Although the Universal Declaration passed in the General Assembly, 48–0, eight nations—the USSR, Byelorussia, Czechoslovakia, Poland, Ukraine, Yugoslavia, South Africa, and Saudi Arabia—abstained. This rendered the document essentially pointless, a statement of Western values that much of the Soviet bloc and one of the most powerful countries in the Arab world rejected. Other Muslim nations signed on, and their insincerity in doing so was later reflected in the Organization of Islamic Cooperation’s 1990 Cairo Declaration on Human Rights in Islam, which defines human rights in a way that is founded entirely on sharia law and is utterly at odds with Western values.
Another would-be global citizen was Wendell Willkie, who had challenged FDR for the presidency in 1940. In 1943, Willkie published One World, an account of a round-the-world trip he had made and a plea for the nations of that world to accept a single international order. Willkie wanted more than just a UN: He wanted world government, based on the Atlantic Charter. It is said that his book was the biggest non-fiction bestseller in history up to that time, inspiring an international One World movement to which both Albert Einstein and Mahatma Gandhi belonged. Like Eleanor Roosevelt, Willkie was determined to build a new world founded on specifically American notions of rights and freedoms. Like Mrs. Roosevelt, too, he was convinced that postwar feelings of goodwill toward the U.S. by other governments would lead them to embrace those notions. On his world trip, wrote Willkie, he had discovered that foreigners knew that America had no desire for conquest, and that the U.S. therefore enjoyed their respect and trust—a respect and trust, he argued, that America must use “to unify the peoples of the earth in the human quest for freedom and justice.”
Needless to say, the world didn’t end up with Willkie’s One World. But it got the UN—where, from the outset, there was more talk of peace than of freedom and where the differences between the West and the Soviet bloc were routinely glossed over in order to present a façade of international comity. Behind the Iron Curtain, captive peoples weren’t citizens, global or otherwise, but prisoners. Yet in the West, the UN’s language of what we now call global citizenship started to take hold, and the UN began to be an object of widespread, although hardly universal, veneration. In reality, the UN may be a massive and inert bureaucratic kleptocracy yoked to a debating society, most of whose member states are unfree or partly free; but people in the free world who grow starry-eyed at the thought of global citizenship view it as somehow magically exceeding, in moral terms, the sum of its parts.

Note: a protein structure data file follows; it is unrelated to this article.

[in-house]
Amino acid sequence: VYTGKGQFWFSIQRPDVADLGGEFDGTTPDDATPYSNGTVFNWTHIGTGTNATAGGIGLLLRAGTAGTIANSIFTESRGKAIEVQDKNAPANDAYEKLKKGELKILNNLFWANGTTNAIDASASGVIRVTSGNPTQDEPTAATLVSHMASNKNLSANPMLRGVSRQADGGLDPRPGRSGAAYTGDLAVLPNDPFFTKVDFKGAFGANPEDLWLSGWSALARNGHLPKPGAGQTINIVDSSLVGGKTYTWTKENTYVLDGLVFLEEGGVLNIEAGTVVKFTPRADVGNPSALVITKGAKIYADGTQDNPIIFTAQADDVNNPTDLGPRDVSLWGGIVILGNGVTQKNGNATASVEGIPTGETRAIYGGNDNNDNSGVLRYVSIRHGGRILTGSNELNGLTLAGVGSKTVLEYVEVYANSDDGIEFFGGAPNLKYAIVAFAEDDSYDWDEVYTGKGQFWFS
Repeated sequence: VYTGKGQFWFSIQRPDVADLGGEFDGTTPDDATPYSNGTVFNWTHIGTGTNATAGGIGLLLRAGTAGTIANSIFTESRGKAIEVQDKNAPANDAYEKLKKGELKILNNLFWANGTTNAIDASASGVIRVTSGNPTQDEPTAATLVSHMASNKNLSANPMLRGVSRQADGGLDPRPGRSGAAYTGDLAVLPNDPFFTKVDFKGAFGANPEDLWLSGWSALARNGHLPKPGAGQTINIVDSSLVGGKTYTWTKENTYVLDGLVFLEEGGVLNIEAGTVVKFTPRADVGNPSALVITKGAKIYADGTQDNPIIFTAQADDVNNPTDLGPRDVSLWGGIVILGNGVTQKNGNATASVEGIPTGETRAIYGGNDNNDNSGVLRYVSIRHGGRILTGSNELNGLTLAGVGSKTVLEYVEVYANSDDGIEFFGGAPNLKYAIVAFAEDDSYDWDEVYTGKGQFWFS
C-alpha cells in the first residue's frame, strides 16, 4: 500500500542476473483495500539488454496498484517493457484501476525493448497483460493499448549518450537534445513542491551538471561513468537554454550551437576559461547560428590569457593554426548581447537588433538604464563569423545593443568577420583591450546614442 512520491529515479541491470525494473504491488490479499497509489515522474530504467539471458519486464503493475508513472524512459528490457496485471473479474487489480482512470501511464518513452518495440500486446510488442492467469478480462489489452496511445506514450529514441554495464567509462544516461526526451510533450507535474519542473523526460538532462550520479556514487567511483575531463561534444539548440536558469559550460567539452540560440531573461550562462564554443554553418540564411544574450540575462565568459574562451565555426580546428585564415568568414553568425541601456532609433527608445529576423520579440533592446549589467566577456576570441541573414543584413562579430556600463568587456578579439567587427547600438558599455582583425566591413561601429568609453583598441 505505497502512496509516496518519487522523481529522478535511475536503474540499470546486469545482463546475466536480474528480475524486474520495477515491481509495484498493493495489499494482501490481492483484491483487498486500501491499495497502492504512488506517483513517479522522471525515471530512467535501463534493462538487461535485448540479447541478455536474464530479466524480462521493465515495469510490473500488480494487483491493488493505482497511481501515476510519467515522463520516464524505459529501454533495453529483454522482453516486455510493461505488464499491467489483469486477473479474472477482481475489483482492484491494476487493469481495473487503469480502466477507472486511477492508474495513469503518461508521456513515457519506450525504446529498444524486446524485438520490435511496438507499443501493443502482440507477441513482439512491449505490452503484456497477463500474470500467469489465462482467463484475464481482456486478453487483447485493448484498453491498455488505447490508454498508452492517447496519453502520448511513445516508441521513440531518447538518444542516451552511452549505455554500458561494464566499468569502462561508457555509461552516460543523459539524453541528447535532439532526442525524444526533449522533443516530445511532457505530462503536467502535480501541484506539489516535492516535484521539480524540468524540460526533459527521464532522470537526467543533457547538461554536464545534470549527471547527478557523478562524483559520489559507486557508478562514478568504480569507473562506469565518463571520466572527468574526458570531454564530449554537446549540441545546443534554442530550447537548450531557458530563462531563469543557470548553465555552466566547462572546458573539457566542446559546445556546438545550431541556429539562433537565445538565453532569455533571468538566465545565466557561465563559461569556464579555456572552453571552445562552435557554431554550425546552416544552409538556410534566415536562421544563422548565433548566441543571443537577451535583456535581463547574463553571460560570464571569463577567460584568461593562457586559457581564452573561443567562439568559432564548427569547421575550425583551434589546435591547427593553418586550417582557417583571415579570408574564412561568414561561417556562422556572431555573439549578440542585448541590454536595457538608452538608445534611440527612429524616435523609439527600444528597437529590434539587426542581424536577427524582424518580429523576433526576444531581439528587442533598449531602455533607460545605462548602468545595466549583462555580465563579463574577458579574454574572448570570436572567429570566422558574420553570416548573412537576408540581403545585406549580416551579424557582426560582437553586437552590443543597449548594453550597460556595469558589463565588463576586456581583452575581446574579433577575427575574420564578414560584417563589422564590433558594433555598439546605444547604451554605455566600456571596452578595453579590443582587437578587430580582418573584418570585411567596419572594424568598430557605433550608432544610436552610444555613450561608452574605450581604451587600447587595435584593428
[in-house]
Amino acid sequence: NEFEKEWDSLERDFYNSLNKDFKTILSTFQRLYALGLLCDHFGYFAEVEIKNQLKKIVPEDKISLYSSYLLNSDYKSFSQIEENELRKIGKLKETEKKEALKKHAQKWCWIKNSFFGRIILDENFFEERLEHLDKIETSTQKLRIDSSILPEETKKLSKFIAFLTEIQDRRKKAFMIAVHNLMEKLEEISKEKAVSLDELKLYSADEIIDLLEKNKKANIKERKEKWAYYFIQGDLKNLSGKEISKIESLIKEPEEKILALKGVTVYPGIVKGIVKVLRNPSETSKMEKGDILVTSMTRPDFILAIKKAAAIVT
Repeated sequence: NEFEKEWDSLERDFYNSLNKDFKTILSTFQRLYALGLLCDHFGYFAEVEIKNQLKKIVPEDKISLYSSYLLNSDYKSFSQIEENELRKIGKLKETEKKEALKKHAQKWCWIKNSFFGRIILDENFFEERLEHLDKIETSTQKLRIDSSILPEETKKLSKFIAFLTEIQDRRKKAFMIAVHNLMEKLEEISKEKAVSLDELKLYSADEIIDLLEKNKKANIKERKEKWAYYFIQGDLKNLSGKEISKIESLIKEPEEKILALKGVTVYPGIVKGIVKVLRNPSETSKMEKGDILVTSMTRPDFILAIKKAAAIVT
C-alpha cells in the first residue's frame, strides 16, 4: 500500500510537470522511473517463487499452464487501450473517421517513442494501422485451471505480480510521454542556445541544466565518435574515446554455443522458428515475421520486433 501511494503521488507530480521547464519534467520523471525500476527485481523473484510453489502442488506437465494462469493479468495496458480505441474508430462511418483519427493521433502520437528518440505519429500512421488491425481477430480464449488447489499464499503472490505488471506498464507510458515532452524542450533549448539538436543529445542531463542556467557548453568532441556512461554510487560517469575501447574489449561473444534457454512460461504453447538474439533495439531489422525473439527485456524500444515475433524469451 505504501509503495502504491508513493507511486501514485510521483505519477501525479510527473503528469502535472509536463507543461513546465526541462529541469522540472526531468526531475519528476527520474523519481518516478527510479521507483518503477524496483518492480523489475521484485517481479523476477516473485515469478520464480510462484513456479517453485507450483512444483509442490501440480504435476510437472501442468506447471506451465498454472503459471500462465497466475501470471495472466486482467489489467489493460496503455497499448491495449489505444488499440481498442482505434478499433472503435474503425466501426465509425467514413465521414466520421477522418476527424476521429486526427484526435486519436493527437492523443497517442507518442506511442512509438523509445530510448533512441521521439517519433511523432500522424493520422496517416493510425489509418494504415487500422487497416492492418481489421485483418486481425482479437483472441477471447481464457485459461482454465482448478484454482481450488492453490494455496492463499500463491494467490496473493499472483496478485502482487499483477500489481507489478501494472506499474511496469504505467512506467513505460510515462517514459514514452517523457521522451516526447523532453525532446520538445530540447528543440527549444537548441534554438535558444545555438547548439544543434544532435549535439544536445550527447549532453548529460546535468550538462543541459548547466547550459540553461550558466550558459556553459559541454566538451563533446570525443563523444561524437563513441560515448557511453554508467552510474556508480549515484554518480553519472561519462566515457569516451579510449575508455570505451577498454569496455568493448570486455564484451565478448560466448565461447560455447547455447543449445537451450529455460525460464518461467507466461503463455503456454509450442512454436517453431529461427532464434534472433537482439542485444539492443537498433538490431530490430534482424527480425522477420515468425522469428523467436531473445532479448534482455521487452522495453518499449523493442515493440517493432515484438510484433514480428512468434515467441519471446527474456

You can’t discuss the UN and global citizenship without mentioning Maurice Strong. “A very odd thing happened last weekend,” wrote Christopher Booker in the Telegraph in December 2015. “The death was announced of the man who, in the past 40 years, has arguably been more influential on global politics than any other single individual. Yet the world scarcely noticed.” What Strong, an extremely rich Canadian businessman, did—almost single-handedly—was to create, out of the blue, the global-warming panic that is now a cornerstone of left-wing ideology. Although he never was secretary-general of the UN, Strong wielded massive power within that organization and innumerable other international bodies, serving, for instance, as a director of the World Economic Forum and as a senior adviser to the president of the World Bank. He also played pivotal roles in a long list of programs and commissions that were nominally dedicated to the environment—among them the UN Environmental Programme and World Resources Institute, the Earth Charter Commission, and the UN’s World Commission on Environment and Development.